Zimtsterne: Iconic German Christmas Cinnamon Star Cookies…

The Advent- and Christmastime is unimaginable without this iconic cookie. Almost always a 6-point star shape, Zimtsterne – with literally means cinnamon stars – consist mainly of cinnamon and almonds. Many people buy them packaged as soon as temperatures begin to drop at the grocery store, but they are easy to make and taste way better than the store-bought ones.

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An invention of the southwest of Germany, the Christmas pastry is known for its fluffy consistency thanks to whipped egg whites and the careful folding-in of its ingredients. Believed to originate sometime around the 1600s, Zimtsterne were a food for royalty since cinnamon was a very expensive and rare spice in Europe that time and had to be imported. This explains why almonds and cinnamon are especially associated with once-a-year festivals such as Christmas.

Zimtsterne are not baked at a high temperature, on the contrary the oven only gets set at 250 degrees Fahrenheit. Therefore it is important to use pasteurized eggs, since once the dough is formed and cut out with cookie cutters, the cookie gets coated with a egg white icing and just ‘simmers’ in the oven. Using pasteurized egg whites reduces the possibility of food-borne bacteria contaminating the cookies. The eggs and eggs whites can be found in well-stocked supermarkets near the regular eggs.

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Ingredients:

  • 250 grams or 2 cups of powdered sugar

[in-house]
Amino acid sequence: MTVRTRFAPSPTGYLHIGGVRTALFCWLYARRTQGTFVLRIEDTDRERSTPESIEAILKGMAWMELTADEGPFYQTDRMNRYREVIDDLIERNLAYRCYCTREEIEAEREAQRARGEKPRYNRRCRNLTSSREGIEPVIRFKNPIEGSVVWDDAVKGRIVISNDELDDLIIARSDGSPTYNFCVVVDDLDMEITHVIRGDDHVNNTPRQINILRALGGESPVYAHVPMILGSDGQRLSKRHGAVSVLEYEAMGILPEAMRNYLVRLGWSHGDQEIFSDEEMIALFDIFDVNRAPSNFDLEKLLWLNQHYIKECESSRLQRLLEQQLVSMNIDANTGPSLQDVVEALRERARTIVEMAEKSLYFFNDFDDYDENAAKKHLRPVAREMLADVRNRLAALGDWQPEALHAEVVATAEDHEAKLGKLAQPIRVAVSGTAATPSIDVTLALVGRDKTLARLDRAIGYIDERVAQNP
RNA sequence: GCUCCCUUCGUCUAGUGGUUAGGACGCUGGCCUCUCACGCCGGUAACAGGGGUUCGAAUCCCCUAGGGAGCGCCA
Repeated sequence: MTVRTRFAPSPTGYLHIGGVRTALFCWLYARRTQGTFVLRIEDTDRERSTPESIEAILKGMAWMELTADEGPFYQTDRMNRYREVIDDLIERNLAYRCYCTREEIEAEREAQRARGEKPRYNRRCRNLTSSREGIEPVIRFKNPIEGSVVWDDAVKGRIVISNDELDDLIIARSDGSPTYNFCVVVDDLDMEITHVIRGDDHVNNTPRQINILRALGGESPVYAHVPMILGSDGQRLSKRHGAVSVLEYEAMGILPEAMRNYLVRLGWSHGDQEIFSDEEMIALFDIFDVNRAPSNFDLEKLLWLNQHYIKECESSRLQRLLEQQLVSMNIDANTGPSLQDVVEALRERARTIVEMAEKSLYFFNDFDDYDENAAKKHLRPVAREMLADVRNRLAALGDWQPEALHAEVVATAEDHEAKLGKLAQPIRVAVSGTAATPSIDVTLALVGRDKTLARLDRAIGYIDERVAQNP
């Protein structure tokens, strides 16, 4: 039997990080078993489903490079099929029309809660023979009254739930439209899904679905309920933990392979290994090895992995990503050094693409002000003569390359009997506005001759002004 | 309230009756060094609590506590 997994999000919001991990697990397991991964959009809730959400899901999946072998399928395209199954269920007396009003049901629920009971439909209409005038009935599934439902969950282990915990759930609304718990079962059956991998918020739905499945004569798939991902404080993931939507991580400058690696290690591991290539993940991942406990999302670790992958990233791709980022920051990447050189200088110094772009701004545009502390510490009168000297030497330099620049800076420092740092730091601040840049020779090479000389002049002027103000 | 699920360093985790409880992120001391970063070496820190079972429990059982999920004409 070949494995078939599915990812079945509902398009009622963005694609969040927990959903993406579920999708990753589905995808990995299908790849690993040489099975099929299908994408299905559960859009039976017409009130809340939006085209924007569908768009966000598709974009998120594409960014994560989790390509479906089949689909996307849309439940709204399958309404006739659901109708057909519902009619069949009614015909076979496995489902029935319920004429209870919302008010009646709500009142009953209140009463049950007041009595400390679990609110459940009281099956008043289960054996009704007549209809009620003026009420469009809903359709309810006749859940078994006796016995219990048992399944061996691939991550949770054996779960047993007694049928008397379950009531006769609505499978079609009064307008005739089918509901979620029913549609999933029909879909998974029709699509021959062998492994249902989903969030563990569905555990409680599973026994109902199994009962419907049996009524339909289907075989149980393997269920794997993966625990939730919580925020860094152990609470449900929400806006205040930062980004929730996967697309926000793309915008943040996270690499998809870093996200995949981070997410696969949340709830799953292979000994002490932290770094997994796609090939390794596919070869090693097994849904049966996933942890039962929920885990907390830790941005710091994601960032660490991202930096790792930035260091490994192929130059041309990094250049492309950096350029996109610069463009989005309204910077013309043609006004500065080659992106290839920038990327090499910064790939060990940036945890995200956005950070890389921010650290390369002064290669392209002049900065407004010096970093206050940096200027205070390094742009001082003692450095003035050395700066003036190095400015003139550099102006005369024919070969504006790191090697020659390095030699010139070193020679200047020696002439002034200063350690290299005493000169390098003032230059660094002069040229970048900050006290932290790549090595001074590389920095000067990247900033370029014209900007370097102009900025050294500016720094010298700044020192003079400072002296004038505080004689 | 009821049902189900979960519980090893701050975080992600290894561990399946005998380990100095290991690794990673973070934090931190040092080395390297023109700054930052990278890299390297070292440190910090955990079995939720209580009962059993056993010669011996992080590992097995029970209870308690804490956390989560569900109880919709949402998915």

• three egg whites
  • a pinch of salt
  • 2 level Teeloeffel or 2 teaspoons of cinnamon
  • 350 grams or 3 1/2 cups of almond meal (which are ground up almonds which skin)
  • a little bit of flour for rolling the dough

Instructions: 

  • Sift the powdered sugar.
  • Place the egg whites and the pinch of salt into a mixing bowl and mix until white and fluffy.
  • Adding the sifted powdered sugar one spoon at a time, continue to mix until combined.
  • Transfer 6 to 8 spoon full of whipped egg whites to a small bowl and set aside. (You will need that later for the topping.)
  • Add the almond meal and cinnamon and carefully lift them under the whipped egg whites.
  • Place the dough into the refrigerator for a few minutes to make it easier to work with the dough (I usually take this time to clean up the kitchen a little).
  • Preheat oven to 125 degree celsius or 250 degrees Fahrenheit.
  • Cover your table top or work area with powdered sugar (I like to use parchment paper since it makes the clean-up process much easier).
  • Using a rolling pin which has also been coated with some powdered sugar, roll out the dough to about 1/2 centimeter or one tenth of an inch.
  • Using a star-shaped cookie cutter, begin cutting out stars and transfer cookie to a parchment-lined cookie sheet.
  • Continue to cut out stars. (You should have about 50 cookies by the time you are done. Tip: To keep cookie cutter from sticking to the dough, dip the cookie cutter in some flour.)
  • Using a brush, coat the cookies one at a time with the whipped egg white mixture that was set aside.
  • Place the cookie sheet in the oven and bake for about 15 minutes.
  • Place on a cooling rack.
  • Store in tin with a slice of apple (that way cookies will last about 2 to 3 weeks).

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